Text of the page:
Home » 21 Day Mini-Course: Establish a Gratitude Practice » Day 2: Why Practice Gratitude?

Day 2: Why Practice Gratitude?

Gentle Exercise
“In positive psychology research, gratitude is strongly and consistently associated with greater happiness. Gratitude helps people feel more positive emotions, relish good experiences, improve their health, deal with adversity, and build strong relationships.”

― Harvard Mental Health Letter

“The list of potential benefits is almost endless: fewer intellectual biases, more effective learning strategies, more helpfulness towards others, raised self-confidence, better work attitude, strengthened resiliency, less physical pain, improved health, and longevity.”

― Liz Gullford, University of Birmingham

As you no doubt know, there are a lot of great reasons to practice gratitude.

Gratitude is one of the most powerful positive emotions we have—we have reams of research indicating that gratitude is a part of the happiness holy grail. Compared with those who aren’t practicing gratitude, scientists have found that people practicing gratitude:

Feel 25% happier

Are considerably more enthusiastic, interested, and determined;

Are more likely to be both kind and helpful to others.

And that’s not all. Gratitude studies report long laundry lists of the benefits of gratitude. For example, people who jotted down something they were grateful for online everyday for just two weeks showed higher stress resilience and greater satisfaction with life. In addition, they reported fewer headaches and a reduction in stomach pain, coughs and sore throats! People practicing gratitude even report sleeping better and getting more exercise.

Gratitude is a SKILL, like learning to speak German or swing a bat: can be taught, and it needs to be practiced consciously and deliberately. Yet, unlike learning German, practicing gratitude can be blissfully simple: just count the things in your life that you feel thankful for.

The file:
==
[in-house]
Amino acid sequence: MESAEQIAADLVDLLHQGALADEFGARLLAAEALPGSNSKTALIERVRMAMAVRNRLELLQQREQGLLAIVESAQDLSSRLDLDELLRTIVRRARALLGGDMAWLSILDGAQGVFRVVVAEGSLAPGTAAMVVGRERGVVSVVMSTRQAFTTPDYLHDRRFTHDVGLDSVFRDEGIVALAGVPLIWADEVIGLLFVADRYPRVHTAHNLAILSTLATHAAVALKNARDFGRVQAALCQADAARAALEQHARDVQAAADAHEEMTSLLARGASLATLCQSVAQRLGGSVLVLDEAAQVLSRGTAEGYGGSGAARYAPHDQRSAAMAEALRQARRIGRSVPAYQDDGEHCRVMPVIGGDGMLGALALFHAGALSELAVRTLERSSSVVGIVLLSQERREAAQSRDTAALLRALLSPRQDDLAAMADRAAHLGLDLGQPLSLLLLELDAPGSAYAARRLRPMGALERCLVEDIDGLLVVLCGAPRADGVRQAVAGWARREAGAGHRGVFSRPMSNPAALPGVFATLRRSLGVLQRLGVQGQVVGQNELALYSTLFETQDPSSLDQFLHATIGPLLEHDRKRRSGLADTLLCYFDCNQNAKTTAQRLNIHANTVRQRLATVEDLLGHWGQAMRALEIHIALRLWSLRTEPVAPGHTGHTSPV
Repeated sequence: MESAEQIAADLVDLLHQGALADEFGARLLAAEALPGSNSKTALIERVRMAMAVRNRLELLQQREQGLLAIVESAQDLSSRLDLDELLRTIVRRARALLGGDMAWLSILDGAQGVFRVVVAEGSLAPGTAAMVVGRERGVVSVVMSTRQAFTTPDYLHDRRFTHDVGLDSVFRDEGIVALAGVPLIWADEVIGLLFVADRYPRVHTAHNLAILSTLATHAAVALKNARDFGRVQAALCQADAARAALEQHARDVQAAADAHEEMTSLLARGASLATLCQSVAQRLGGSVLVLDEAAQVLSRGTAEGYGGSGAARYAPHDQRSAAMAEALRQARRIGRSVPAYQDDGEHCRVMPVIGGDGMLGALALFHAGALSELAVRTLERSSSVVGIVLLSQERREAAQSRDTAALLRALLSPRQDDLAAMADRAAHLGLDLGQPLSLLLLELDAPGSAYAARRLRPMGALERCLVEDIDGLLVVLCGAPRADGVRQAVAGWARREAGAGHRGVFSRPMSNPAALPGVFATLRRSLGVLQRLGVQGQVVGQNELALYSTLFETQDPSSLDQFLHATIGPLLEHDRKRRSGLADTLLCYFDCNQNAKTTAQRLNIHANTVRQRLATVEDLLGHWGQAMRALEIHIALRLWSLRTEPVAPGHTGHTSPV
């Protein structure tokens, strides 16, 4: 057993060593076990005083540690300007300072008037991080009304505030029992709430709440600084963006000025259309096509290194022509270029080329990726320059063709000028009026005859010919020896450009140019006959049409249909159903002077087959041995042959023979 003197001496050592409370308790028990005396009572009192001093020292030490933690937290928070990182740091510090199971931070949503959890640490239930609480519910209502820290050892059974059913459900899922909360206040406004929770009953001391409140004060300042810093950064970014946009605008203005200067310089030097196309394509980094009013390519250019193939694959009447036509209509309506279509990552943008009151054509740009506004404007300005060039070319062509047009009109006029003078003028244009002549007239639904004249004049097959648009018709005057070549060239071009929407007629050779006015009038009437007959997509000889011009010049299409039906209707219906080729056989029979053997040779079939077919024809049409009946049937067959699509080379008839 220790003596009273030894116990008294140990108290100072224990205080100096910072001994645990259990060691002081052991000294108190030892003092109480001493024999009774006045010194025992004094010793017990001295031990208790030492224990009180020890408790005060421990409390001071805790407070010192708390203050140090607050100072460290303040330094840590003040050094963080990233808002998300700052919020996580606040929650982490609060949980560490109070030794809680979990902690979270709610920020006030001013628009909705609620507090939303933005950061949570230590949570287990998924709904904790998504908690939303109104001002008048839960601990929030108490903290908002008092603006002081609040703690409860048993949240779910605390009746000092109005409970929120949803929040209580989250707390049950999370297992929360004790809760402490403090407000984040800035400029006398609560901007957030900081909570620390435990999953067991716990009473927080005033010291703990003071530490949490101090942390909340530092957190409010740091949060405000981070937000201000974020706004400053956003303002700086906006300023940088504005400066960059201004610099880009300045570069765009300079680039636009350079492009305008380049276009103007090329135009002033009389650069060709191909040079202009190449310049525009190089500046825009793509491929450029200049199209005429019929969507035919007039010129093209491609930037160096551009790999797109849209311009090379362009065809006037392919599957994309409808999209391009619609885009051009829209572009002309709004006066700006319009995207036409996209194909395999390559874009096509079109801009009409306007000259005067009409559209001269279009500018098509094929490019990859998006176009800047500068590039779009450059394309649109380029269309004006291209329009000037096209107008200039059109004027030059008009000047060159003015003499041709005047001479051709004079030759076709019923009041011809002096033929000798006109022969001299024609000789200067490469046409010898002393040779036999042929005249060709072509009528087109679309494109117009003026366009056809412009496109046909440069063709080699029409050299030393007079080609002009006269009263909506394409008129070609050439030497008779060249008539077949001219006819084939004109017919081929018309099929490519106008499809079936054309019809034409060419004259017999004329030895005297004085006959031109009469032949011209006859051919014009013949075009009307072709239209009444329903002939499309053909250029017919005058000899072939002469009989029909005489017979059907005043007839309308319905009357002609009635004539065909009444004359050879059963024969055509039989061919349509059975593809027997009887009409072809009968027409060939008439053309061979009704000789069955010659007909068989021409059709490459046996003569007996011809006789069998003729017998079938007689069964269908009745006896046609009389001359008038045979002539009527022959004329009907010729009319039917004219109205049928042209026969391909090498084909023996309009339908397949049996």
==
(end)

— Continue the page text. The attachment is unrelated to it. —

I hope, looking at this long list of benefits—which is not even exhaustive, by the way—that you are feeling great about your decision to start practicing gratitude habitually.

HomeworkWhat To Do Today

Task #1: Take a minute to reflect and answer the following questions in your workbook:

Which of these benefits are most meaningful to you?

Which do you need or want the most?

Which benefits do you find the most immediately rewarding, e.g., which do you tend to experience on the same day that you foster gratitude in your life?

Which single benefit is the most rewarding to you in the short term?

Task #2: Reflect on when you’ve felt truly grateful in the past. What were you doing? Try to think more about the behavior or the environment that prompted you to express gratitude rather than the actual thing that you were feeling grateful for. For example, I recently felt an almost overwhelming gratitude for my husband after completing a Byron Katie worksheet. So the activity that prompted the feelings of gratitude was doing a Byron Katie worksheet.